The rarity of terrestrial gamma-ray flashes

D. M. Smith, J. R. Dwyer, B. J. Hazelton, B. W. Grefenstette, G. F.M. Martinez-Mckinney, Z. Y. Zhang, A. W. Lowell, N. A. Kelley, M. E. Splitt, S. M. Lazarus, W. Ulrich, M. Schaal, Z. H. Saleh, E. Cramer, H. K. Rassoul, S. A. Cummer, G. Lu, R. J. Blakeslee

Research output: Contribution to journalArticlepeer-review

40 Scopus citations

Abstract

We report on the first search for Terrestrial Gamma-ray Flashes (TGFs) from altitudes where they are thought to be produced. The Airborne Detector for Energetic Lightning Emissions (ADELE), an array of gamma-ray detectors, was flown near the tops of Florida thunderstorms in August/September 2009. The plane passed within 10 km horizontal distance of 1213 lightning discharges and only once detected a TGF. If these discharges had produced TGFs of the same intensity as those seen from space, every one should have been seen by ADELE. Separate and significant nondetections are established for intracloud lightning, negative cloud-to-ground lightning, and narrow bipolar events. We conclude that TGFs are not a primary triggering mechanism for lightning. We estimate the TGF-to-flash ratio to be on the order of 10-2 to 10-3 and show that TGF intensities cannot follow the well-known power-law distribution seen in earthquakes and solar flares, due to our limits on the presence of faint events.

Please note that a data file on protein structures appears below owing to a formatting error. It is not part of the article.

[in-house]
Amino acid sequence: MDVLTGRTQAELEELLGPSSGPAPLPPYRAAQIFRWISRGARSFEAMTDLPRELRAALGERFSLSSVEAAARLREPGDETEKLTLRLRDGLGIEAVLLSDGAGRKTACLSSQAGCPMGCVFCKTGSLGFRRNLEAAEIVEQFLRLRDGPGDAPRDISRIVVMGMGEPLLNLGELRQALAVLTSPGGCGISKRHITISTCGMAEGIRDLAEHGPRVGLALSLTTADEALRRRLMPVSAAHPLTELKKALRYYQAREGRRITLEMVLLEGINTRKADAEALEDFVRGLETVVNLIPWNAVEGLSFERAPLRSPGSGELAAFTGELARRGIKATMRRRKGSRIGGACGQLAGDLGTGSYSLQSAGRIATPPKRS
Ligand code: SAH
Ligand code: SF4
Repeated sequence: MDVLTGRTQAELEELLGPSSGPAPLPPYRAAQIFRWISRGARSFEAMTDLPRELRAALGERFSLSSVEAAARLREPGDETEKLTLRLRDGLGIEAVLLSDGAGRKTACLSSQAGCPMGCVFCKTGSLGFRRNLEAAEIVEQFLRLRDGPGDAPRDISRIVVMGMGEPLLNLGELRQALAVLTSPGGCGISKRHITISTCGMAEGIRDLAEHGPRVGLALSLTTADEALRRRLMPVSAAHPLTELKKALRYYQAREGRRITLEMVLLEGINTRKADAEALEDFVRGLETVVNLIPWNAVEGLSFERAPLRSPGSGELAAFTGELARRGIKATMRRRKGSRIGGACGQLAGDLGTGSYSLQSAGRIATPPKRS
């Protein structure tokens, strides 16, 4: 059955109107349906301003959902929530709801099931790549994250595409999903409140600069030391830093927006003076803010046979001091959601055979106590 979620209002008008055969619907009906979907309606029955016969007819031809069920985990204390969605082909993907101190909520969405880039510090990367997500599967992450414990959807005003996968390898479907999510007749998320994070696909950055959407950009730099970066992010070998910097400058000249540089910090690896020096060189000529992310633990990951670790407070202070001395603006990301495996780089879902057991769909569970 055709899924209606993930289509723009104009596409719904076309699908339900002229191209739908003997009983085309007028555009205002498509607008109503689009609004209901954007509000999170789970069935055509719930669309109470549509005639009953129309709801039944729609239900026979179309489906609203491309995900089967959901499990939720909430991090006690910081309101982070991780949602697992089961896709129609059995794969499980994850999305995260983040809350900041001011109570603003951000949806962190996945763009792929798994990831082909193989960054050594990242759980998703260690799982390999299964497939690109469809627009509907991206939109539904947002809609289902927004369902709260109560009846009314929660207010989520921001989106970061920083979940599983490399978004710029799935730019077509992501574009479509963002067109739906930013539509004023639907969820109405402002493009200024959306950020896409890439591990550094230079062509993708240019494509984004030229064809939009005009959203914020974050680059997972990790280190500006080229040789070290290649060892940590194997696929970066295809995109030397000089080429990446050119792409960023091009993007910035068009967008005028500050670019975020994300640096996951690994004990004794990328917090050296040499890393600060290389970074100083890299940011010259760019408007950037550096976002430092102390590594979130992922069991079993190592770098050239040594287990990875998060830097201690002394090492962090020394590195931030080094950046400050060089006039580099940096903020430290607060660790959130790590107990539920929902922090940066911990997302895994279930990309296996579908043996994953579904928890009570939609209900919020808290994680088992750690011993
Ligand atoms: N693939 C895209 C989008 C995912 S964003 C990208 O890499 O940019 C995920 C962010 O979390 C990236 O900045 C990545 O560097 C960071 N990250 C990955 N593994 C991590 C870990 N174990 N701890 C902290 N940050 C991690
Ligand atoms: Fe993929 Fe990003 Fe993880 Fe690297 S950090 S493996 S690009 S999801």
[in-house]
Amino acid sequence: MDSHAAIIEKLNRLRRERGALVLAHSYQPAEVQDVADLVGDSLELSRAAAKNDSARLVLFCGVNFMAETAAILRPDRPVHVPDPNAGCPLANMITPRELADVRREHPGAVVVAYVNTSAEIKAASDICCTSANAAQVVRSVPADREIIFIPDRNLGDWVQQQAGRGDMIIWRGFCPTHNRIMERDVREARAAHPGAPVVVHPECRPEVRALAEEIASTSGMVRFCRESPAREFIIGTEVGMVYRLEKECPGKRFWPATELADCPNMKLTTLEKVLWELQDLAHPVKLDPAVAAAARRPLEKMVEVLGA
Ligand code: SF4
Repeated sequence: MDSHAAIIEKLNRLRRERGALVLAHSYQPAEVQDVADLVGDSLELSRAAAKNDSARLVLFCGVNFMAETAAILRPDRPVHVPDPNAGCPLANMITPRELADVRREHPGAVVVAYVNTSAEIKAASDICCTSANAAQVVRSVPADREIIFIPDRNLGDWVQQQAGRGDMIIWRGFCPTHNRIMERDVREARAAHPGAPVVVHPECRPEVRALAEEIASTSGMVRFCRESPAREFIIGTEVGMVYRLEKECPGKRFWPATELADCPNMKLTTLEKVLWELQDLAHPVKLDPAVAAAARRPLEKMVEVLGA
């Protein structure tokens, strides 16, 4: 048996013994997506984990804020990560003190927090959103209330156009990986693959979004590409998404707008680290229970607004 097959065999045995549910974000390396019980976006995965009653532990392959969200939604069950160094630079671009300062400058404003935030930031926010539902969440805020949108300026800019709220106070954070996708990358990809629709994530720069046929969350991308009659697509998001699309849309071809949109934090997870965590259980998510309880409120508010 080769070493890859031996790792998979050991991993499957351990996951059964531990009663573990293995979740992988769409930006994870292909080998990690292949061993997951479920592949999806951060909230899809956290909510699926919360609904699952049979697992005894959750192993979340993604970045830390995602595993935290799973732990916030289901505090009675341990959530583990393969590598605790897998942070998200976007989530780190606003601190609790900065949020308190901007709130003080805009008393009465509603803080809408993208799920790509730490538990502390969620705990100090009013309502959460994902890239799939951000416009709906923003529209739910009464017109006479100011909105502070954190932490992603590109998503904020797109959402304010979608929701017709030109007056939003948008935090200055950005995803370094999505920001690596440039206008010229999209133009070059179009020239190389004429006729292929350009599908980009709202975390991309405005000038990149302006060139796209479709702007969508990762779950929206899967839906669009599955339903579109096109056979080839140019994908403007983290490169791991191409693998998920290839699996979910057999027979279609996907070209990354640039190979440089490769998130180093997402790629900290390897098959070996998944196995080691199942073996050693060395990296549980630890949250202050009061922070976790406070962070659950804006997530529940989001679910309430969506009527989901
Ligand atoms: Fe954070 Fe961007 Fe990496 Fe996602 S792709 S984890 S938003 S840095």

Original languageEnglish
Article numberL08807
JournalGeophysical Research Letters
Volume38
Issue number8
DOIs
StatePublished - Apr 28 2011

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